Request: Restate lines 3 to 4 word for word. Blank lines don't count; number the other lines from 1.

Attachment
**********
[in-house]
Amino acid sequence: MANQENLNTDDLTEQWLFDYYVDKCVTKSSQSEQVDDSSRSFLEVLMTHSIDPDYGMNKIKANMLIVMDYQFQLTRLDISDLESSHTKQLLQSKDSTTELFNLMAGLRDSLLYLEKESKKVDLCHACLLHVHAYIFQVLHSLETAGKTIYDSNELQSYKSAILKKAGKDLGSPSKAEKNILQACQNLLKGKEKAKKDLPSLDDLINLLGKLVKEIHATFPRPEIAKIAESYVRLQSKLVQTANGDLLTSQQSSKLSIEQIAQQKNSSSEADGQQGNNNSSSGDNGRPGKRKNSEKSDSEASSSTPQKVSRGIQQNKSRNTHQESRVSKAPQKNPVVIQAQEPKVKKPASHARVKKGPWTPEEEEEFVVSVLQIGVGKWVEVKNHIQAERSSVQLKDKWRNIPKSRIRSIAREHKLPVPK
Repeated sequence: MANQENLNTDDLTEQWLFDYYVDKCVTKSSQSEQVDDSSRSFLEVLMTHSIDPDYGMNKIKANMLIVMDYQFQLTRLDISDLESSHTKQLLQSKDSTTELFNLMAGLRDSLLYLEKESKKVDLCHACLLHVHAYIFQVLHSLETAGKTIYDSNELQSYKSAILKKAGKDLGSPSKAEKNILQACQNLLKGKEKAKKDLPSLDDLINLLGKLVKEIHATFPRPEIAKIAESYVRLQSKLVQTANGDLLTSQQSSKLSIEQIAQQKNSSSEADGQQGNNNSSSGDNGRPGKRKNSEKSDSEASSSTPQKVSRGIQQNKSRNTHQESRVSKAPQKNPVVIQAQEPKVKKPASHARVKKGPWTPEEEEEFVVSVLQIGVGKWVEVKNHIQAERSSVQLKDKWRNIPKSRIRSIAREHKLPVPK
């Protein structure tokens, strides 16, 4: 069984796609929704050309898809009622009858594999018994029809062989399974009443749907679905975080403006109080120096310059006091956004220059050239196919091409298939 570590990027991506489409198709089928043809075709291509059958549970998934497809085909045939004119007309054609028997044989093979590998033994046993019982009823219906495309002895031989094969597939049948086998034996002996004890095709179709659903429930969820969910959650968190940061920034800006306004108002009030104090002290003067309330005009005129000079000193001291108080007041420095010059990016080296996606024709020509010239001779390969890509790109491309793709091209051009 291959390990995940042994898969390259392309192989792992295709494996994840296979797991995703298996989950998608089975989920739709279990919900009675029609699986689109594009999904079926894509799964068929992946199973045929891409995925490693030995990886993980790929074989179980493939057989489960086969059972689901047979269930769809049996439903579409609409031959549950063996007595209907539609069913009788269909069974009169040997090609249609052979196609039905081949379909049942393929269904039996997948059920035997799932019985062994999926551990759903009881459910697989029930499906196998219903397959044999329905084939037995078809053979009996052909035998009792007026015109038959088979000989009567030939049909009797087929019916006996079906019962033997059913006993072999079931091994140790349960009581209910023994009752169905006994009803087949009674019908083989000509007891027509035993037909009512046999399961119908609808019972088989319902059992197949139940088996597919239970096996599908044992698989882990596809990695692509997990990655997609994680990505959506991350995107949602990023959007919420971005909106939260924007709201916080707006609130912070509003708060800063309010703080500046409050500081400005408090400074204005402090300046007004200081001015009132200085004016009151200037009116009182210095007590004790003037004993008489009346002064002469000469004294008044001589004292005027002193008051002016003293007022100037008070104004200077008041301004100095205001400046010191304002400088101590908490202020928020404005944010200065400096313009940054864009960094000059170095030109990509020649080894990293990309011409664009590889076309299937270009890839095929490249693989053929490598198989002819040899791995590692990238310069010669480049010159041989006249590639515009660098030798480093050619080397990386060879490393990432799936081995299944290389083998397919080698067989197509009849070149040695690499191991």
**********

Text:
Repeated sequence: MANQENLNTDDLTEQWLFDYYVDKCVTKSSQSEQVDDSSRSFLEVLMTHSIDPDYGMNKIKANMLIVMDYQFQLTRLDISDLESSHTKQLLQSKDSTTELFNLMAGLRDSLLYLEKESKKVDLCHACLLHVHAYIFQVLHSLETAGKTIYDSNELQSYKSAILKKAGKDLGSPSKAEKNILQACQNLLKGKEKAKKDLPSLDDLINLLGKLVKEIHATFPRPEIAKIAESYVRLQSKLVQTANGDLLTSQQSSKLSIEQIAQQKNSSSEADGQQGNNNSSSGDNGRPGKRKNSEKSDSEASSSTPQKVSRGIQQNKSRNTHQESRVSKAPQKNPVVIQAQEPKVKKPASHARVKKGPWTPEEEEEFVVSVLQIGVGKWVEVKNHIQAERSSVQLKDKWRNIPKSRIRSIAREHKLPVPK
């Protein structure tokens, strides 16, 4: 069984796609929704050309898809009622009858594999018994029809062989399974009443749907679905975080403006109080120096310059006091956004220059050239196919091409298939 570590990027991506489409198709089928043809075709291509059958549970998934497809085909045939004119007309054609028997044989093979590998033994046993019982009823219906495309002895031989094969597939049948086998034996002996004890095709179709659903429930969820969910959650968190940061920034800006306004108002009030104090002290003067309330005009005129000079000193001291108080007041420095010059990016080296996606024709020509010239001779390969890509790109491309793709091209051009 291959390990995940042994898969390259392309192989792992295709494996994840296979797991995703298996989950998608089975989920739709279990919900009675029609699986689109594009999904079926894509799964068929992946199973045929891409995925490693030995990886993980790929074989179980493939057989489960086969059972689901047979269930769809049996439903579409609409031959549950063996007595209907539609069913009788269909069974009169040997090609249609052979196609039905081949379909049942393929269904039996997948059920035997799932019985062994999926551990759903009881459910697989029930499906196998219903397959044999329905084939037995078809053979009996052909035998009792007026015109038959088979000989009567030939049909009797087929019916006996079906019962033997059913006993072999079931091994140790349960009581209910023994009752169905006994009803087949009674019908083989000509007891027509035993037909009512046999399961119908609808019972088989319902059992197949139940088996597919239970096996599908044992698989882990596809990695692509997990990655997609994680990505959506991350995107949602990023959007919420971005909106939260924007709201916080707006609130912070509003708060800063309010703080500046409050500081400005408090400074204005402090300046007004200081001015009132200085004016009151200037009116009182210095007590004790003037004993008489009346002064002469000469004294008044001589004292005027002193008051002016003293007022100037008070104004200077008041301004100095205001400046010191304002400088101590908490202020928020404005944010200065400096313009940054864009960094000059170095030109990509020649080894990293990309011409664009590889076309299937270009890839095929490249693989053929490598198989002819040899791995590692990238310069010669480049010159041989006249590639515009660098030798480093050619080397990386060879490393990432799936081995299944290389083998397919080698067989197509009849070149040695690499191991």